Wednesday, April 23, 2014

FYI: Cal App Ct Rules Against Assignee of Sold-Out Second

Friday, April 13, 2012

The California Court of Appeal, Second District, recently held that:  (1) the holder of a "sold out second" loan could not obtain a judgment against a borrower, where the holder of the sold-out second received the assignment ofthe loan from the senior lien holder which had previously foreclosed via a non-judicial foreclosure sale; and  (2) an award of attorney fees was proper, despite the plaintiff's voluntary dismissal of its action on the note following ruling on the borrower's demurrer/motion to dismiss.
 
A copy of the opinion is available at: 
 
Defendant mortgagor ("Borrower") obtained a home mortgage loan from a mortgage lender ("First Lienholder") and secured the loan with two notes for different amounts and two separate deeds of trust on a single piece of property.  The Borrower defaulted on the loan and the First Lienholder sold the property pursuant to the first deed of trust at a non-judicial foreclosure sale.  Over a year after the foreclosure sale, the First Lienholder assigned the second trust deed to the plaintiff bank ("Second Lienholder"), which filed suit seeking a judgment against the Borrower for the amount allegedly still owing under the second note. The Borrower demurred, arguing that California's anti-deficiency statute precluded recovery of the debt secured by the second trust deed. 
 
Concluding that the Second Lienholder's claims were barred by California's anti-deficiency statute, the trial court sustained the demurrer without leave to amend.  The Borrower then moved for prevailing party attorney fees.  The Second Lienholder filed a request for voluntary dismissal with prejudice two days after the court sustained the demurrer, but before the entry of judgment, and opposed the motion for attorney fees, arguing that there could be no prevailing party because it had voluntarily dismissed the action.  The court vacated the voluntary dismissal, explaining that because it had sustained the demurrer without leave to amend, the Second Lienholder lacked the right to voluntarily dismiss.  The court dismissed the action and awarded the Borrower attorney fees and costs. 
 
The Second Lienholder appealed the judgment of dismissal and the award of attorney fees.  The Court of Appeal affirmed.
 
As you may recall, California law prohibits a deficiency judgment on a loan secured by a deed of trust on real property, where the mortgagee has sold the property pursuant to a non-judicial foreclosure.  Cal. Civ. Proc. § 580d. In addition, the California Civil Code provides that a plaintiff may voluntarily dismiss an action at any time before the "actual commencement of trial" and that voluntary dismissal deprives the court of jurisdiction except for purposes of awarding costs and attorney fees.  See Cal Civ. Proc. § 581, subdivisions (b)(1), (c).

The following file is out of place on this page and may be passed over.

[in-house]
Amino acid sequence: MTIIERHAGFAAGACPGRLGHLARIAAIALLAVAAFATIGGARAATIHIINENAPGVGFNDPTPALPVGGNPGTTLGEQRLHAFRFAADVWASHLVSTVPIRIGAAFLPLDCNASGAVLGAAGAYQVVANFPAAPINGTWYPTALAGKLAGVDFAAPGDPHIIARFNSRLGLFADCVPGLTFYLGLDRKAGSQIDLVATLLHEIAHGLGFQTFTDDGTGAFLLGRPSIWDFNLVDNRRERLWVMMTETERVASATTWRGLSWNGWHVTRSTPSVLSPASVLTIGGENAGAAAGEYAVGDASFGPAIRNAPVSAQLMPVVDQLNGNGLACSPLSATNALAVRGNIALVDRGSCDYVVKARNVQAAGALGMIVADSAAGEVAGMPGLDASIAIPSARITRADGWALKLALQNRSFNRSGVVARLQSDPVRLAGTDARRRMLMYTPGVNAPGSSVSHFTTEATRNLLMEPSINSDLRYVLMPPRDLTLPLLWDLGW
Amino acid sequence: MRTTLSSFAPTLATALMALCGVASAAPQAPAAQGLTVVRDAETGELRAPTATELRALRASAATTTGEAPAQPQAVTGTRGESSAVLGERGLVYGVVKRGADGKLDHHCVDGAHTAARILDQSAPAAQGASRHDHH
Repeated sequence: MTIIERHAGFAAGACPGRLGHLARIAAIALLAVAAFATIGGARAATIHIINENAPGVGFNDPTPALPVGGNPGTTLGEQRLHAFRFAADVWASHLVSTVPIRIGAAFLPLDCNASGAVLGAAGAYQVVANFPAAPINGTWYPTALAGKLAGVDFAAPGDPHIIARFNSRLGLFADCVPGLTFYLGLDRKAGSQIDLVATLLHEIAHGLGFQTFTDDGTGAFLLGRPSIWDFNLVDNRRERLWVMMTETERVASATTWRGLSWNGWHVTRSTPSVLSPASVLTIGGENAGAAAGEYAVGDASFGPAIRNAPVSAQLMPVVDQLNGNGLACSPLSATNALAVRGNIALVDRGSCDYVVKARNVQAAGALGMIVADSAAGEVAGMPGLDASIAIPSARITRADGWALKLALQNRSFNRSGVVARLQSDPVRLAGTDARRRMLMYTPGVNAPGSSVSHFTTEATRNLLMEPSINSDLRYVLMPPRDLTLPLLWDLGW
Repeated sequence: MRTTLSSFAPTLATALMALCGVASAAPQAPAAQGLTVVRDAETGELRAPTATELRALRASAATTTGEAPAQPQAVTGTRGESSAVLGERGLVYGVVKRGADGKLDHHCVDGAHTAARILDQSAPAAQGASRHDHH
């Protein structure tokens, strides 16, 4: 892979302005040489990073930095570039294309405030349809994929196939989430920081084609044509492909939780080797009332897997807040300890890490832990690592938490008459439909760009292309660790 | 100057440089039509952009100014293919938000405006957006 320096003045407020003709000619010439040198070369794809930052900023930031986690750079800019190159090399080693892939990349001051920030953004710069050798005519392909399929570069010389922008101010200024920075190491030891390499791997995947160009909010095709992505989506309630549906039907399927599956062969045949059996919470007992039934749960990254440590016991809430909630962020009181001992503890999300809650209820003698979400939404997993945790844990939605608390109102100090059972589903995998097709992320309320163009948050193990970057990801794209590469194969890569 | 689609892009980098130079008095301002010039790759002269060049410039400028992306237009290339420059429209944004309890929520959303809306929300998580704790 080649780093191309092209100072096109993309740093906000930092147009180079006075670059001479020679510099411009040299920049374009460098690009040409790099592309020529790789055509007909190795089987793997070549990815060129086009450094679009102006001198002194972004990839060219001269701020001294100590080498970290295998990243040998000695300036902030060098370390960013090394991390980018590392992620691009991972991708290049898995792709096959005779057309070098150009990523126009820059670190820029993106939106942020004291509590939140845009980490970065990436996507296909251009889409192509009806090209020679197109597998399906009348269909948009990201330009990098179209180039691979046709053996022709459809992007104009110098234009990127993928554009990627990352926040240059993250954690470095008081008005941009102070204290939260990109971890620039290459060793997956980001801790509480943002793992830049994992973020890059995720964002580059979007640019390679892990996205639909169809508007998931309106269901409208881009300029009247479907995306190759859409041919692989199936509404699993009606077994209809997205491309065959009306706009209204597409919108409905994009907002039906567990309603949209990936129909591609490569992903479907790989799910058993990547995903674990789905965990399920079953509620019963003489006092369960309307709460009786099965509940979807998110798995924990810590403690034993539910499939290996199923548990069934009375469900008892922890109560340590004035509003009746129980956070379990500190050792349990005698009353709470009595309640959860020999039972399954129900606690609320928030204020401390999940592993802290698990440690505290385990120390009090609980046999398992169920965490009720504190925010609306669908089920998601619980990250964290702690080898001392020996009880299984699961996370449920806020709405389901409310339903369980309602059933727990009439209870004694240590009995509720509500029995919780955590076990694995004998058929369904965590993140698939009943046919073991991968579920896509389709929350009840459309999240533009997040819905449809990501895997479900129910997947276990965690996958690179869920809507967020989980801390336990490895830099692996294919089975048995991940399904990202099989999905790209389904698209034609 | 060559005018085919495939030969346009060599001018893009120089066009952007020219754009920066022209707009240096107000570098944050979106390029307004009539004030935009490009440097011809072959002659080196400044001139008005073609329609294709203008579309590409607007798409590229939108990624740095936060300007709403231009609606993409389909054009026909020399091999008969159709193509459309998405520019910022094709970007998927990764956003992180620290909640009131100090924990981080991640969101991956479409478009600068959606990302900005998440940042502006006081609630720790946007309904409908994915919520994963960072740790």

In reviewing California case law, the Appellate Court noted a perceived risk of abuse where a lender holds both senior and junior deeds of trust, and found dispositive the reasoning in Simon v. Superior Court, 4 Cal. App. 4th 63 (1992), which held that a lender holding both the first and second deeds of trust on the same property could not recover on the loan secured by the second trust deed after the non-judicial foreclosure.  The Court thus noted that under the reasoning in Simon, the First Lienholder in this case would not have been permitted to obtain a judgment against the Borrower after the non-judicial foreclosure sale of the property. 
 
Stressing that assignment of the loan secured by the second deed of trust to the Second Lienholder after the trustee sale would not change this result, the Court reasoned that as the assignee of the sold-out second, the Second Lienholder stood in the shoes of the First Lienholder and was therefore "subject to any defenses which the [Borrower] ha[d] against the assignor . . . ."  Accordingly, the Court concluded that because the First Lienholder could not have obtained a judgment against the Borrower, the Second Lienholder was also similarly precluded.
 
The Court also ruled that nothing in the anti-deficiency statute suggested that the presence of a third party bidder at a foreclosure sale took the sale out of the reach of the statute to allow a deficiency judgment.  
 
Accordingly, the Appellate Court ruled that the trial court properly sustained the demurrer without leave to amend.
 
Turning to the award of attorney fees, the Court noted that the Second Lienholder filed its motion to voluntary dismiss after the trial court had already sustained the demurrer.  In so doing, the Court observed that where an action has progressed to a "determinative adjudication" or to a decision "tantamount to an adjudication," a plaintiff no longer has the right to voluntarily dismiss under Cal Civ. Proc. § 581. 
 
The Court rejected the Second Lienholder's assertion that, because it sought to voluntarily dismiss with prejudice, the trial court lacked jurisdiction to award attorney fees.  The Court noted that allowing dismissal after a dispositive ruling had been made would permit the Second Lienholder to manipulate the judicial process.  The Court thus ruled that the Second Lienholder had no right to voluntarily dismiss in order to avoid liability for the attorney fees once the demurrer had been sustained.



Eric Tsai
McGinnis Wutscher Beiramee LLP
 
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